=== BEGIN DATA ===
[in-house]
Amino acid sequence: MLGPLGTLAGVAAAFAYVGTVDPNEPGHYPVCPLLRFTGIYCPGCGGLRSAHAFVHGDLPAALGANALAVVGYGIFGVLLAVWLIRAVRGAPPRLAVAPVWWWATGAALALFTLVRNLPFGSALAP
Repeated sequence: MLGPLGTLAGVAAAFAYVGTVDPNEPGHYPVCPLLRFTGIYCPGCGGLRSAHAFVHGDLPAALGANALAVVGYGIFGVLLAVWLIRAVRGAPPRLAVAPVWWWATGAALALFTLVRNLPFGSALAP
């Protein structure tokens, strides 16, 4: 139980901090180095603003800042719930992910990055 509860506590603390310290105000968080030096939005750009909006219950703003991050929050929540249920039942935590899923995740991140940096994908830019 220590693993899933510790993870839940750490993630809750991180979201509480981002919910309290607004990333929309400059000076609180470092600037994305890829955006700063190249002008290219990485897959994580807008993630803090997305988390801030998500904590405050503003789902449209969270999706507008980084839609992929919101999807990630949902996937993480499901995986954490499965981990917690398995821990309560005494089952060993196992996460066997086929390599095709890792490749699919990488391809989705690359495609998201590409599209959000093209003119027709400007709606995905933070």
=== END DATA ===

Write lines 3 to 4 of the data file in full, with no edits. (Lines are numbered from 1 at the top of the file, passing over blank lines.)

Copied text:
Repeated sequence: MLGPLGTLAGVAAAFAYVGTVDPNEPGHYPVCPLLRFTGIYCPGCGGLRSAHAFVHGDLPAALGANALAVVGYGIFGVLLAVWLIRAVRGAPPRLAVAPVWWWATGAALALFTLVRNLPFGSALAP
């Protein structure tokens, strides 16, 4: 139980901090180095603003800042719930992910990055 509860506590603390310290105000968080030096939005750009909006219950703003991050929050929540249920039942935590899923995740991140940096994908830019 220590693993899933510790993870839940750490993630809750991180979201509480981002919910309290607004990333929309400059000076609180470092600037994305890829955006700063190249002008290219990485897959994580807008993630803090997305988390801030998500904590405050503003789902449209969270999706507008980084839609992929919101999807990630949902996937993480499901995986954490499965981990917690398995821990309560005494089952060993196992996460066997086929390599095709890792490749699919990488391809989705690359495609998201590409599209959000093209003119027709400007709606995905933070």